Greenhouse Development Rights at the Bali climate COP
Bali was quite a milestone for the Greenhouse Development Rights project. Not only does the GDRs “book” look great, but our side event (the slides are here; the UN’s archived video, which may or may not work, is listed at 10:30 AM on this page) went very well indeed. And GDRs was also presented or discussed in six other side events, which may be some sort of record. It’s certainly a sign that, against a background of interminable “negotiations as usual,” there’s substantial interest in facing the real challenge — a principle-based burden sharing system designed to be fair, and thus viable, even under the stress of an emergency transition.
This interest is rising among the NGOs, and is already high in the developing world. See for example “The road from Bali”, an excellent piece in the Business Standard (a major Indian business magazine) by veteran diplomat Nitin Desai, which explains the GDRs approach with admirable simplicity. Or Business Rules, a far more “radical” analysis (though published in Front line, a national news magazine) by grassroots activist C.E. Karunakaran that embeds the GDRs analysis in prose that’s far less restrained than Desai’s.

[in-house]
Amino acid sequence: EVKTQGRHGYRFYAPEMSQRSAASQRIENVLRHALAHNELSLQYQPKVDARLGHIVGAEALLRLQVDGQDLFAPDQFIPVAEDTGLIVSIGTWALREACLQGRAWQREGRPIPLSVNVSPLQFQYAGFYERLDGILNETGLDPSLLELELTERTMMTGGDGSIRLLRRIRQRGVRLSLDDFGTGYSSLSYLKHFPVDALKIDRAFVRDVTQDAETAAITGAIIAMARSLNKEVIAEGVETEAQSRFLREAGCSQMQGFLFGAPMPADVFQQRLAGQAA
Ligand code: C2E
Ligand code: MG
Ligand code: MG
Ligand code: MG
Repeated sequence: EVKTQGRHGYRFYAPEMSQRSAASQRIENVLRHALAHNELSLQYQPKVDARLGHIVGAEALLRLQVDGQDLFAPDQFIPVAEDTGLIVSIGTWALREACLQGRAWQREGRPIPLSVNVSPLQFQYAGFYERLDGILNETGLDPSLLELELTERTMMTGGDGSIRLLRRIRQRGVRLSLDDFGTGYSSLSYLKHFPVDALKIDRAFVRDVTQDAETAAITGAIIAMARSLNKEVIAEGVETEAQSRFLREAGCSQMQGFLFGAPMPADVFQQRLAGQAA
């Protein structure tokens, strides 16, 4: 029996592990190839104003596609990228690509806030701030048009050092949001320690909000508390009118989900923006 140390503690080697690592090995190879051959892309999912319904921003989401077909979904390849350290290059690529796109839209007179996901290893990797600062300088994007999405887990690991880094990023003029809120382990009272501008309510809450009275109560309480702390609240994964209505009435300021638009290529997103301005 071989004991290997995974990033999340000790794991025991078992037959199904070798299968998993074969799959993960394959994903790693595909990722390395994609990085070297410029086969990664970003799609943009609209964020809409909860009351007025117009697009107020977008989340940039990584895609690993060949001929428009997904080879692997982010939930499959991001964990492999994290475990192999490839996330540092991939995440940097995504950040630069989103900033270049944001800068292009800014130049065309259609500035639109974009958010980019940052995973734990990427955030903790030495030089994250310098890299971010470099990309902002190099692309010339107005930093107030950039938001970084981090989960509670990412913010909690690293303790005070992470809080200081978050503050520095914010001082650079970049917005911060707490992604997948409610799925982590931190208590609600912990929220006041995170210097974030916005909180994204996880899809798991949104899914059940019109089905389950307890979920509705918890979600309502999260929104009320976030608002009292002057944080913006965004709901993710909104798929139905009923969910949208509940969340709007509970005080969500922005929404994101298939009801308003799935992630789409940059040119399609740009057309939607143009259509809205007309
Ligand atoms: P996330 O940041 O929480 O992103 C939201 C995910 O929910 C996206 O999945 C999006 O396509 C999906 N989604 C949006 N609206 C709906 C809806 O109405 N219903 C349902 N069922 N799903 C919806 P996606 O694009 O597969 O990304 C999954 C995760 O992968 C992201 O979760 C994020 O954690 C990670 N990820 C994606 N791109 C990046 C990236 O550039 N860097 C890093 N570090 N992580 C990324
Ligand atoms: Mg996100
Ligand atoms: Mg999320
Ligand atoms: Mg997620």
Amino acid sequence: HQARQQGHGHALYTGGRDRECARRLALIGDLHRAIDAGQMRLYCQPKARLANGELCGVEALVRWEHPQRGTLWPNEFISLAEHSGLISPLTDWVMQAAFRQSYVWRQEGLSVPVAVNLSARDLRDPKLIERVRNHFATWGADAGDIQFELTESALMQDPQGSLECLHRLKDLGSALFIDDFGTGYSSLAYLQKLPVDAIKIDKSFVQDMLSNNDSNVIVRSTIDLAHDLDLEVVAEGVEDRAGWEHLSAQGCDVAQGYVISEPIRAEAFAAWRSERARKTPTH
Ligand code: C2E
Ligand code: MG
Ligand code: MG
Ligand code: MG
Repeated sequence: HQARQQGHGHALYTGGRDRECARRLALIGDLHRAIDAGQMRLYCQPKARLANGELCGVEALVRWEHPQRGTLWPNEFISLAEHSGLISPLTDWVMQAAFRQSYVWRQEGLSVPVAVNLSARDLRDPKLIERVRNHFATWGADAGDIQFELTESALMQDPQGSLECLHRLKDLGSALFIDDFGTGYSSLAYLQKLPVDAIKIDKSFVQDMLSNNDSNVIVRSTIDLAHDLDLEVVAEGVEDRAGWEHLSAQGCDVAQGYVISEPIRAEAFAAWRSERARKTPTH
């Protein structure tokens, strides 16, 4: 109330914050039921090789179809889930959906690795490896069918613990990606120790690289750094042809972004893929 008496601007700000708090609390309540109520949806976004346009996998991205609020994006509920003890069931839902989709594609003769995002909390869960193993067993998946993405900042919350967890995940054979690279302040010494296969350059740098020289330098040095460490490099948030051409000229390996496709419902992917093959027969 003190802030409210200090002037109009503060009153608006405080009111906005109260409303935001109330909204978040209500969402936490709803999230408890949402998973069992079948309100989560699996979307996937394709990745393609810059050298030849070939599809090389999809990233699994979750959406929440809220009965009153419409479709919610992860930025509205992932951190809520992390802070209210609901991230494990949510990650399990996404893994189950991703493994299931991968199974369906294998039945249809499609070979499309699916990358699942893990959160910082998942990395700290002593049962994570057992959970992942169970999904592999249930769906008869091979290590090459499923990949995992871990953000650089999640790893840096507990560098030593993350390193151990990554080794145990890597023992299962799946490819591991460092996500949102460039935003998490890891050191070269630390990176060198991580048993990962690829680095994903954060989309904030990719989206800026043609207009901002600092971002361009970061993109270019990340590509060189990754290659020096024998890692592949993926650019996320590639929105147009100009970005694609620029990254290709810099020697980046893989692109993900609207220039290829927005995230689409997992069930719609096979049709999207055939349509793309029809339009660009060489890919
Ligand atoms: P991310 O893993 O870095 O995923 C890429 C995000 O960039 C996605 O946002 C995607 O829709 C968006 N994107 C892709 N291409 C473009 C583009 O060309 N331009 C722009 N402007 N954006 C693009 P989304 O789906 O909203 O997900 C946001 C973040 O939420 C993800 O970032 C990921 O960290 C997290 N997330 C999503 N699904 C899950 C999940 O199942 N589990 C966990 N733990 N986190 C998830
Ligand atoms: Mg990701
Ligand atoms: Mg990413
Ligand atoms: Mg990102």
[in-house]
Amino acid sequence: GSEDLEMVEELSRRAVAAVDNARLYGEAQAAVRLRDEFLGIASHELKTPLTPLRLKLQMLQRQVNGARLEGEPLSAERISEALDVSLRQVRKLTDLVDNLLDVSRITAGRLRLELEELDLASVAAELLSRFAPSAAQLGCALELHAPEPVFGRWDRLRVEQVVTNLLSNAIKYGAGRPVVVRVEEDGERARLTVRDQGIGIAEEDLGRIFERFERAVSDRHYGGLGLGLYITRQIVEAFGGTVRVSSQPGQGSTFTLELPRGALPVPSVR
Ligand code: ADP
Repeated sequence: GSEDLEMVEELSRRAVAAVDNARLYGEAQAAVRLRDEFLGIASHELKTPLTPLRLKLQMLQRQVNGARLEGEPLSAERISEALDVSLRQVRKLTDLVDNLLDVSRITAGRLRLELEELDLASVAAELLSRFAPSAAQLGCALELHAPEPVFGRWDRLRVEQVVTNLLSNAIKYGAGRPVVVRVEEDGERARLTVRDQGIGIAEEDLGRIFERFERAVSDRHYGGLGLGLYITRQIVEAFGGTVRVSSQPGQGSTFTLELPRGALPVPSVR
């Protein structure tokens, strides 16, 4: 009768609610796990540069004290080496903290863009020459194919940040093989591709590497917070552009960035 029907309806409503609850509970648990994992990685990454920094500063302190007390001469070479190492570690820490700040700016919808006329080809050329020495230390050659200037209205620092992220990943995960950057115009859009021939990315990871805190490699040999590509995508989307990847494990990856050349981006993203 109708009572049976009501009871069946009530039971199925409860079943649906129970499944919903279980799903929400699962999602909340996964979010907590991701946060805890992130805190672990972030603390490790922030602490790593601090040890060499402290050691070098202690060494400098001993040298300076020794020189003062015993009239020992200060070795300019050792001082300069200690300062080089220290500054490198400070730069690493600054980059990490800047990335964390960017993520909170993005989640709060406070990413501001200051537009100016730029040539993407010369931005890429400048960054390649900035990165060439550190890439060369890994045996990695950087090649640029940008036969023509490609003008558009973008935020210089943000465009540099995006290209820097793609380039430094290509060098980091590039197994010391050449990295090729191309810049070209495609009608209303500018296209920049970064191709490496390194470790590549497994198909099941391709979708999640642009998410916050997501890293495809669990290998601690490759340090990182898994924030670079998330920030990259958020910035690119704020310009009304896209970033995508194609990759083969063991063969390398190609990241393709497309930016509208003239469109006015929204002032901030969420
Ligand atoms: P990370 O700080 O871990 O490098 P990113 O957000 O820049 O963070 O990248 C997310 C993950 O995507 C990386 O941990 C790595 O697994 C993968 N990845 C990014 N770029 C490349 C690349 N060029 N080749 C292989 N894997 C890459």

Why has GDRs hit so strong a cord in India? We could speculate, but it’s more important, at least for the moment, to note that the cord is resonating across a wide political spectrum — from “Business Standard” to “Business Rules.” And that the real debate, here as around the world, is not about GDRs but rather about Bali. GDRs is relevant only insofar as it helps us to make sense of what happened there, only insofar as it helps us to measure Bali’s progress (and Bali’s failure) against the real challenges of climate stabilization.
The Bali debate is everywhere, but one easy place to dip into it is via the three articles on Bali that EcoEquity’s Director Tom Athanasiou wrote on Gristmill: Rational expectations, Elephants in the room, and Where do we go from here? The third of these, in particular, raises the key question, well expressed in the old quip about the optimist, who thinks that this is the best of all possible worlds, and the pessimist, who fears that this may well be the case.
Who’s right? We’re going to find out soon enough.